The New York Times reports that, before she was forced to resign earlier this month, Kirstjen Nielsen tried to focus the White House on threats from Russia in the 2020 election but was told not to bring it up in front of the president.
In a meeting earlier this year, Mick Mulvaney, acting White House chief of staff, made it clear to Nielsen that she should not bring up the subject of Russian election interference in the presence of President Trump because he equates it to questioning the legitimacy of his win in 2016. According to the Times, an administration quotes Mulvaney as saying it “wasn’t a great subject and should be kept below his level.”
Then-Secretary of Homeland Security Nielsen, believed that one of her highest priorities was to prepare for new and different malign Russian interference in the 2020 election. She twice called her own meetings of cabinet secretaries and department heads, including FBI, DOJ, and intelligence officials, to attempt to chart a comprehensive strategy after being blocked by the White House.
Nielsen, whose department was tasked with responsibility for cyberdefense, eventually gave up on trying to bring together cabinet secretaries at the White House to come up with a strategy to defend the next presidential election from Russia according to three current and one former senior administration officials.
Per Politico, Mick Mulvaney responded to the report from the Times, saying, “I don’t recall anything along those lines happening in any meeting.” He continued by pointing out that the White House is working to ensure that there will be no foreign interference in 2020. “Unlike the Obama administration, who knew about Russian actions in 2014 and did nothing, the Trump administration will not tolerate foreign interference in our elections, and we’ve already taken many steps to prevent it in the future.”
The Times points out that President Obama privately warned Putin in September 2016 at a meeting in China and issued sanctions on Russia and expelled 35 spies after the election.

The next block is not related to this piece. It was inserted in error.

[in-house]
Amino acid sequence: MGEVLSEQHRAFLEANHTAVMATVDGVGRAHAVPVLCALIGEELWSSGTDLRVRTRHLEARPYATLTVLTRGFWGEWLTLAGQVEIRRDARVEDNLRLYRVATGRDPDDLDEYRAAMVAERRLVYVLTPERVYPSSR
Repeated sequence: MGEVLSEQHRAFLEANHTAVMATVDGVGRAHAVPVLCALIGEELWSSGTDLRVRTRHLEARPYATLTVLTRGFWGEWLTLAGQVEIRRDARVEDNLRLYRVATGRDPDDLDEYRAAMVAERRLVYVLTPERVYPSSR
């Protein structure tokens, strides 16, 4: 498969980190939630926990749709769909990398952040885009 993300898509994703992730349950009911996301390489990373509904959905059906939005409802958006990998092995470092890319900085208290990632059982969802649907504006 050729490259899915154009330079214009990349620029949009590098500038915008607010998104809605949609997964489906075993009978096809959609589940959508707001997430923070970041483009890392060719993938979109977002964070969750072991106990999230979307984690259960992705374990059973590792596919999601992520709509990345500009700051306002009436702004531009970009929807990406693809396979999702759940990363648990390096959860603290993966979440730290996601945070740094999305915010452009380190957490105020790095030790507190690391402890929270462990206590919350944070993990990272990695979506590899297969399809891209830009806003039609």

While this administration has taken steps to thwart foreign influence campaigns, the reality is President Trump has also publicly stated his doubts in the intelligence community’s broad understanding of the vast levels of Russian interference in the 2016 election. He famously, at the Helsinki press conference with Vladimir Putin, said, “My people came to me, Dan Coats came to me and some others and said they think it’s Russia. I have President Putin. He just said it’s not Russia. I will say this. I don’t see any reason why it would be…” He has also regularly called Special Counsel Robert Mueller’s probe into the interference into the 2016 election, which has resulted in the indictment of 12 Russian nationals, 13 Russian military intelligence officers, and 3 Russian organizations, including the Kremlin linked Internet Research Agency, a “witch hunt”.
In addition, John Bolton, National security adviser, eliminated the position of White House cybersecurity coordinator last year. There is now no dedicated cybersecurity liaison between the Federal government and the private sector. One senior administration official described the adamant belief on behalf of homeland security officials that the government must significantly increase its efforts to warn the public of foreign influence campaigns as stymied by the White House’s refusal to address it. Nieslen, per the Times, “fumed” when the government shutdown furloughed nearly half of her cyberdefense staff.
An administration official told the Times that, after the midterms and after she had obviously fallen out of favor with President Trump for her perceived lack of toughness on immigration, Nielsen pushed for the 2020 election to be a priority to no avail. In part, her efforts to push for a focus on the upcoming election failed because national security aides resisted because the election was then two years away.
Page 7 of the Worldwide Threat Assessment, compiled by US intelligence agencies and submitted to Congress in January 2019, states, “We expect our adversaries and strategic competitors to refine their capabilities and add new tactics as they learn from each other’s experiences, suggesting the threat landscape could look very different in 2020 and future elections.”
In addition, the assessment points out that “Moscow is now staging cyber attack assets to allow it to disrupt or damage US civilian and military infrastructure during a crisis and poses a significant cyber influence threat” and goes on to say, “Russia’s social media efforts will continue to focus on aggravating social and racial tensions, undermining trust in authorities, and criticizing perceived anti-Russia politicians. Moscow may employ additional influence toolkits—such as spreading disinformation, conducting hack-andleak operations, or manipulating data—in a more targeted fashion to influence US policy, actions, and elections”.
Kevin T. Carroll, a former senior Homeland Security official during the Trump administration told the Times, “Russian intelligence’s 2016 covert actions to divide Americans by interfering in our election were so successful. Putin will amplify them in 2020.”